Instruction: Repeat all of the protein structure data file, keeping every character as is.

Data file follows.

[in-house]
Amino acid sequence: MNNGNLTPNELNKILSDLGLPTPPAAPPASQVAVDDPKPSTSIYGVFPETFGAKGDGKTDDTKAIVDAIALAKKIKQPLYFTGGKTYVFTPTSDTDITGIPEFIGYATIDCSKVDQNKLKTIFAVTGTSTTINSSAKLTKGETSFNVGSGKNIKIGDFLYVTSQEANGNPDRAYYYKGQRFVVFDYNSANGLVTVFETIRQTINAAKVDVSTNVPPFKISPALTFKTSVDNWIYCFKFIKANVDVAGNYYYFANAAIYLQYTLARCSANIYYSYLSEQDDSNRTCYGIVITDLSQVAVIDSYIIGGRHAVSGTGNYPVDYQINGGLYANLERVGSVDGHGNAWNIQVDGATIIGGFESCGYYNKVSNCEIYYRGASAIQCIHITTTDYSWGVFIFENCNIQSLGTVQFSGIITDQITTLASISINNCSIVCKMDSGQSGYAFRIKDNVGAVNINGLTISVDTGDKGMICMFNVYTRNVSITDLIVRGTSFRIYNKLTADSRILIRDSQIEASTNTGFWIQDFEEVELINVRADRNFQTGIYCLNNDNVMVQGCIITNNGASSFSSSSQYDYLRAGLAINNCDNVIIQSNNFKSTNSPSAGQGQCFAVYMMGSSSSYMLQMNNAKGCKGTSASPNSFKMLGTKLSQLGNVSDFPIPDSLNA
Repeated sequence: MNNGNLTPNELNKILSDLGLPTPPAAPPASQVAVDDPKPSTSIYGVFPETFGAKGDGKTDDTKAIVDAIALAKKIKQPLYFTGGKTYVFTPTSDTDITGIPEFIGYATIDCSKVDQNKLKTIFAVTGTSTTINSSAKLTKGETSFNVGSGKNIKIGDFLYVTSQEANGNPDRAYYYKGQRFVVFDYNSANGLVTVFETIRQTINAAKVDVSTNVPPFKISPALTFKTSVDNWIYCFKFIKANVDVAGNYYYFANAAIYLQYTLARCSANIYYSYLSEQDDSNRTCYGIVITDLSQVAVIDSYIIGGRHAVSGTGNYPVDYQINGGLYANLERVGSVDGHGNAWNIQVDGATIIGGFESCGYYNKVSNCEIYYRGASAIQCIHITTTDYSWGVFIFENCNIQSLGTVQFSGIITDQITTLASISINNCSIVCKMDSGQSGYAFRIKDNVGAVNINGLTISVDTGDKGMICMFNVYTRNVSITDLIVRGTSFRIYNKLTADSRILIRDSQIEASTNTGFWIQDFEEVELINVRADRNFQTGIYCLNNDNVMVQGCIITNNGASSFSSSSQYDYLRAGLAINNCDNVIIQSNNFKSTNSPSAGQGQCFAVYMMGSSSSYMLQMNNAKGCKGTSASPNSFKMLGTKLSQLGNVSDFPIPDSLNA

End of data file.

[in-house]
Amino acid sequence: MNNGNLTPNELNKILSDLGLPTPPAAPPASQVAVDDPKPSTSIYGVFPETFGAKGDGKTDDTKAIVDAIALAKKIKQPLYFTGGKTYVFTPTSDTDITGIPEFIGYATIDCSKVDQNKLKTIFAVTGTSTTINSSAKLTKGETSFNVGSGKNIKIGDFLYVTSQEANGNPDRAYYYKGQRFVVFDYNSANGLVTVFETIRQTINAAKVDVSTNVPPFKISPALTFKTSVDNWIYCFKFIKANVDVAGNYYYFANAAIYLQYTLARCSANIYYSYLSEQDDSNRTCYGIVITDLSQVAVIDSYIIGGRHAVSGTGNYPVDYQINGGLYANLERVGSVDGHGNAWNIQVDGATIIGGFESCGYYNKVSNCEIYYRGASAIQCIHITTTDYSWGVFIFENCNIQSLGTVQFSGIITDQITTLASISINNCSIVCKMDSGQSGYAFRIKDNVGAVNINGLTISVDTGDKGMICMFNVYTRNVSITDLIVRGTSFRIYNKLTADSRILIRDSQIEASTNTGFWIQDFEEVELINVRADRNFQTGIYCLNNDNVMVQGCIITNNGASSFSSSSQYDYLRAGLAINNCDNVIIQSNNFKSTNSPSAGQGQCFAVYMMGSSSSYMLQMNNAKGCKGTSASPNSFKMLGTKLSQLGNVSDFPIPDSLNA
Repeated sequence: MNNGNLTPNELNKILSDLGLPTPPAAPPASQVAVDDPKPSTSIYGVFPETFGAKGDGKTDDTKAIVDAIALAKKIKQPLYFTGGKTYVFTPTSDTDITGIPEFIGYATIDCSKVDQNKLKTIFAVTGTSTTINSSAKLTKGETSFNVGSGKNIKIGDFLYVTSQEANGNPDRAYYYKGQRFVVFDYNSANGLVTVFETIRQTINAAKVDVSTNVPPFKISPALTFKTSVDNWIYCFKFIKANVDVAGNYYYFANAAIYLQYTLARCSANIYYSYLSEQDDSNRTCYGIVITDLSQVAVIDSYIIGGRHAVSGTGNYPVDYQINGGLYANLERVGSVDGHGNAWNIQVDGATIIGGFESCGYYNKVSNCEIYYRGASAIQCIHITTTDYSWGVFIFENCNIQSLGTVQFSGIITDQITTLASISINNCSIVCKMDSGQSGYAFRIKDNVGAVNINGLTISVDTGDKGMICMFNVYTRNVSITDLIVRGTSFRIYNKLTADSRILIRDSQIEASTNTGFWIQDFEEVELINVRADRNFQTGIYCLNNDNVMVQGCIITNNGASSFSSSSQYDYLRAGLAINNCDNVIIQSNNFKSTNSPSAGQGQCFAVYMMGSSSSYMLQMNNAKGCKGTSASPNSFKMLGTKLSQLGNVSDFPIPDSLNA